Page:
Can a man who considered gimpy Marc Colombo to be a better tackle than Free be trusted with heavy input on every personnel decision? Give the Cowboys credit for cutting Flozell Adams to make room for Free at left tackle this season, although a strong case can be made that they'd have been best off moving Adams to right tackle. The Cowboys clearly made a major mistake by giving Colombo his job back at right tackle -- and benching Free -- after the veteran rushed to return from ankle surgery last season. That mistake was magnified in the Cowboys' playoff loss to Minnesota.
As the assistant head coach/offensive coordinator, each of those decisions fell at Garrett's feet. We all know Wade Phillips wasn't one to stick his head in the offensive meeting room, much less make personnel decisions on that side of the ball.
We're taking Garrett and his boss at their word here. Garrett firmly states that he doesn't consider draft status or contracts when evaluating players. Jerry claims that salary "makes not one iota worth of difference" on who gets playing time.
That leaves one reasonable conclusion: The Cowboys have misevaluated their best receiver, best offensive lineman and arguably their best running back. In each case, the Cowboys stuck with veterans instead of promoting promising young players.
"I don't know [about] the benefit of the doubt," Garrett said when asked if that's what the veterans get in his personnel evaluations. "You're still basing it on what you see. But if a certain player has given you evidence over a course of period of time, you certainly rely on that as well, both in years past and certainly leading up into that season."
In the summer of 2008, Garrett saw a 40-year-old quarterback who could still be a solid backup. That opinion of Brad Johnson wasn't shared by other Valley Ranch voices, but Garrett convinced Jerry that an upgrade wasn't necessary. That decision cost the Cowboys a playoff spot when Johnson struggled miserably during a 1-2 stint as the fill-in starter.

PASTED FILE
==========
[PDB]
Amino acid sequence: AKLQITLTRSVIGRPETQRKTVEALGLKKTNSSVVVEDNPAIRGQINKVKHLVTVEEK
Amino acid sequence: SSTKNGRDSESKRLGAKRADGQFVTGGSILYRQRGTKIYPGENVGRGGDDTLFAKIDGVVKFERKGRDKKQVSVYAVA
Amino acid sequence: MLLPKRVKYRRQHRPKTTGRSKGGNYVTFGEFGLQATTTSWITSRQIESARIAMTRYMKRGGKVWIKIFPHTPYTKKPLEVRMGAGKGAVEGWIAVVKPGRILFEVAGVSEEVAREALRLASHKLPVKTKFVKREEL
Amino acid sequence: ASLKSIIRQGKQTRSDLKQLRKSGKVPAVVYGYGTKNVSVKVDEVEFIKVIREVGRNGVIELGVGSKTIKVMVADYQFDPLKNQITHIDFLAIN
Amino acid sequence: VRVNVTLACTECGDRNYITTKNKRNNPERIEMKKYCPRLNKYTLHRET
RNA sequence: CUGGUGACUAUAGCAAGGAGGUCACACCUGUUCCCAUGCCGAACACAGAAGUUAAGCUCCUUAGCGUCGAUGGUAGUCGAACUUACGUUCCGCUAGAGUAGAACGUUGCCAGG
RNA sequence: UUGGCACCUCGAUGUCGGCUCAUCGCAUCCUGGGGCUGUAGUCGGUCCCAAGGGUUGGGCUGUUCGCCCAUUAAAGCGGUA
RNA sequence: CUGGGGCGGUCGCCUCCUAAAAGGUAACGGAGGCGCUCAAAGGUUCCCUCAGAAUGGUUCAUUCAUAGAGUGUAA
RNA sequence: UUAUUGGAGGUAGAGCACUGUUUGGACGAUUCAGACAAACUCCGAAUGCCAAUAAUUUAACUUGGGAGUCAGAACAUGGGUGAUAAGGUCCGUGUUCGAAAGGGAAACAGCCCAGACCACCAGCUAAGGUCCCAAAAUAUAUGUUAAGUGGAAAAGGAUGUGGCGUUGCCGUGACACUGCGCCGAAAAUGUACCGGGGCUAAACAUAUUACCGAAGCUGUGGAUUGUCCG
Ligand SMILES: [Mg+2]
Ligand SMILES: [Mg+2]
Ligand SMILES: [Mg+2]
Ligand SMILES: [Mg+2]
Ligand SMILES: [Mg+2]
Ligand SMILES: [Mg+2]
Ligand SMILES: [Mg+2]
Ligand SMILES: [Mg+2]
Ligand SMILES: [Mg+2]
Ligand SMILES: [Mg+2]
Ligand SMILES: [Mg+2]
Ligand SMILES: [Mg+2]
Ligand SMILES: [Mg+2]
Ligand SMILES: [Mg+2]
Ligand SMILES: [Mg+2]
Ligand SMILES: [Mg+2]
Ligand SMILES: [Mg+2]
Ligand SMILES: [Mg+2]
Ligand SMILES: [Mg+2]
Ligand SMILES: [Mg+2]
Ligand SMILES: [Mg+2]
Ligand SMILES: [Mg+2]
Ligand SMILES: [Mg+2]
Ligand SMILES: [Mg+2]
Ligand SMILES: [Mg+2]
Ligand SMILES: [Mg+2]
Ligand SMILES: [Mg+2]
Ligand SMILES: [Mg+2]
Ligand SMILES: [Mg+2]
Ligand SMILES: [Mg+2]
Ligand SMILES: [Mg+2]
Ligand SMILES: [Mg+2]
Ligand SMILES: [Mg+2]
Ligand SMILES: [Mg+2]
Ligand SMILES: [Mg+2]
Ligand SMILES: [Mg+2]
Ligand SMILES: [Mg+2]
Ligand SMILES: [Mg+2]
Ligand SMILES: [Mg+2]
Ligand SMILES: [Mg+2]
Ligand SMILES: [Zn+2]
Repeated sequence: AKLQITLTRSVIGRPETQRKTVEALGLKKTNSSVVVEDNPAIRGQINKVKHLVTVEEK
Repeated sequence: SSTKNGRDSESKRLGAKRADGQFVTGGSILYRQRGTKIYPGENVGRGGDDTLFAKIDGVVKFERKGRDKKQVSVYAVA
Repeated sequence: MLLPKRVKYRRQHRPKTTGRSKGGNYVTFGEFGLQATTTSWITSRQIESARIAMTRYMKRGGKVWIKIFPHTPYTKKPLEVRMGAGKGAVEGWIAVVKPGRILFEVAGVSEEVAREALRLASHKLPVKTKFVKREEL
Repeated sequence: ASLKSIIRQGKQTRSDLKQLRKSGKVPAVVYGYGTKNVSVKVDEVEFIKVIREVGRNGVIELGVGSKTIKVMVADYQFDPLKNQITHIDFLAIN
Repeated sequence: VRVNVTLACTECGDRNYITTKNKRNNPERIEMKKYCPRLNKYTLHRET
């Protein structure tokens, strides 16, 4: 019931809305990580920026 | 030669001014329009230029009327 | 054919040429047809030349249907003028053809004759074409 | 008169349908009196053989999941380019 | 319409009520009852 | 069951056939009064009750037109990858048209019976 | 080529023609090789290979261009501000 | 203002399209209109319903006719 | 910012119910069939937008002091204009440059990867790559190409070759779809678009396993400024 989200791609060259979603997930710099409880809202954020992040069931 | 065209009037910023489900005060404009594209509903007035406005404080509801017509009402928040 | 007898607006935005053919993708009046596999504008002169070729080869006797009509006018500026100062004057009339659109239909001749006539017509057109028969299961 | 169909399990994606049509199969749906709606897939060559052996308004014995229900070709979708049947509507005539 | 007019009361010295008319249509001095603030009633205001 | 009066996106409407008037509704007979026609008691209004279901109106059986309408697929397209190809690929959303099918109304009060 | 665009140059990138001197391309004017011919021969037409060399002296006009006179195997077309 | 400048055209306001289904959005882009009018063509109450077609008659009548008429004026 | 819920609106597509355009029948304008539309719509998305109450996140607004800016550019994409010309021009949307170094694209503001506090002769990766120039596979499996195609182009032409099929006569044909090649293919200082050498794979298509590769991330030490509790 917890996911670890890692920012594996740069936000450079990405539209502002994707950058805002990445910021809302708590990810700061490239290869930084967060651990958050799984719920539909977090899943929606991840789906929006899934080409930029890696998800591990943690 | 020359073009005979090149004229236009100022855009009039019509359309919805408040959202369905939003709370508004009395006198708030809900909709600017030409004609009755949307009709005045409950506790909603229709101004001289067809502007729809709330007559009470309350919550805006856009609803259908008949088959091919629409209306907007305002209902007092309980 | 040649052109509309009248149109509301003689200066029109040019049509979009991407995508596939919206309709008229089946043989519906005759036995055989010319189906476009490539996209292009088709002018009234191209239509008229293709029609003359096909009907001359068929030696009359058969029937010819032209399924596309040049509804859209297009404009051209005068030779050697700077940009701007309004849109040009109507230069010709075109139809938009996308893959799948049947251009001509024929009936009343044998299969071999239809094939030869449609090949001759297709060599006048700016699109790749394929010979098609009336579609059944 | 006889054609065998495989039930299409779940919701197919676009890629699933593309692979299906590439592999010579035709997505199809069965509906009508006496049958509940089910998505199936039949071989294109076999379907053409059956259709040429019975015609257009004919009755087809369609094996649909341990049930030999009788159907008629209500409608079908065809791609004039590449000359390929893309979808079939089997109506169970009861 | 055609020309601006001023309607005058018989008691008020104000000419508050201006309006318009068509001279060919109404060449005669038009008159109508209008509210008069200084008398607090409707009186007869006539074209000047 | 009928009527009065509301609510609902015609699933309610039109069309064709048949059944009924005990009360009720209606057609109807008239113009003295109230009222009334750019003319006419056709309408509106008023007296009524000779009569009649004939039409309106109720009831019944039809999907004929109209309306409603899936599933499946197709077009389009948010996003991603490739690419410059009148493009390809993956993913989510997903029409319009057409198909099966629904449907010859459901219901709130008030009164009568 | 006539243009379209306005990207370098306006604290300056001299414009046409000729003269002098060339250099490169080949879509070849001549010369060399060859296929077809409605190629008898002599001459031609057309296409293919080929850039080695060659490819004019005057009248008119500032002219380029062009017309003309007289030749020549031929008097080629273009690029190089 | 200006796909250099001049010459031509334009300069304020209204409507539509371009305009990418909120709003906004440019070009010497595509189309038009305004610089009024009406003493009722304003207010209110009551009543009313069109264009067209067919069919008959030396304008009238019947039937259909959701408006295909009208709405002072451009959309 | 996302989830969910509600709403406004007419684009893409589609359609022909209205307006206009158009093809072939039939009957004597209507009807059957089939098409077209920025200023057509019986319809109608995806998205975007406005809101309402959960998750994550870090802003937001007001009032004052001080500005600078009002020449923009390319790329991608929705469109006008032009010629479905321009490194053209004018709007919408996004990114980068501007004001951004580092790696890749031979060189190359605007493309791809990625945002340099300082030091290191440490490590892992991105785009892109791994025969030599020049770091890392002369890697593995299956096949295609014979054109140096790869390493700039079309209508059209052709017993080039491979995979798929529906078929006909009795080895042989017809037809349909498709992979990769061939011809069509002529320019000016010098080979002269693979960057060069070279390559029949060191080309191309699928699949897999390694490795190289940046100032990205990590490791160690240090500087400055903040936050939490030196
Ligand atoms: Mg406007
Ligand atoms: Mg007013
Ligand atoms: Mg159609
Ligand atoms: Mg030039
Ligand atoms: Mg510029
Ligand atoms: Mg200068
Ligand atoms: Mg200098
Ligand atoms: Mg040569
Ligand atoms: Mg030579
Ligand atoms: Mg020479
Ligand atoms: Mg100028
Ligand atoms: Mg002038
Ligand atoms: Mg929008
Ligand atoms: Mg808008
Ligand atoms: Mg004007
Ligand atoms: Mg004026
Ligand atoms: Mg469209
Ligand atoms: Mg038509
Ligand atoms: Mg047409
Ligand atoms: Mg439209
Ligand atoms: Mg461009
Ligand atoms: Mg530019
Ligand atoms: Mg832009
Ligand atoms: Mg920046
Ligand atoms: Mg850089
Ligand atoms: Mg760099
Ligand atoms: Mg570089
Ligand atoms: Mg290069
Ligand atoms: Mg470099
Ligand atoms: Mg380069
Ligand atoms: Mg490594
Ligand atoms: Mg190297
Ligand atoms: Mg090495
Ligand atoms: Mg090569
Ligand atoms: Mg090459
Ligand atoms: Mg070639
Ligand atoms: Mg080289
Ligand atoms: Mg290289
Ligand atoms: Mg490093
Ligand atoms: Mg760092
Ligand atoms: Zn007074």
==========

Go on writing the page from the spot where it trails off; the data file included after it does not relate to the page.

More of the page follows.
Garrett also gets a fair share of the credit for a draft gaffe. He thought Felix Jones was a perfect fit as a complementary back to Barber when the Cowboys went on the clock in the 2008 first round. The Cowboys selected the ex-Arkansas back instead of Rashard Mendenhall, Chris Johnson, Ray Rice and Jamaal Charles, all of whom have had much more productive NFL careers thus far.
Contrary to perception, Jerry relies strongly on input from his head coach on personnel decisions. That's why it's extremely important that his head coach has a good eye for talent.
"It's very important for all coaches -- head coaches, assistant coaches -- to evaluate the players the right way," Garrett said. "That's the players you're bringing into the organization and once they're there, putting them in the best position that you can. It's an important part of our job."
After a magnificent month as the interim coach, it's the one part of the job that should be considered a concern for Garrett.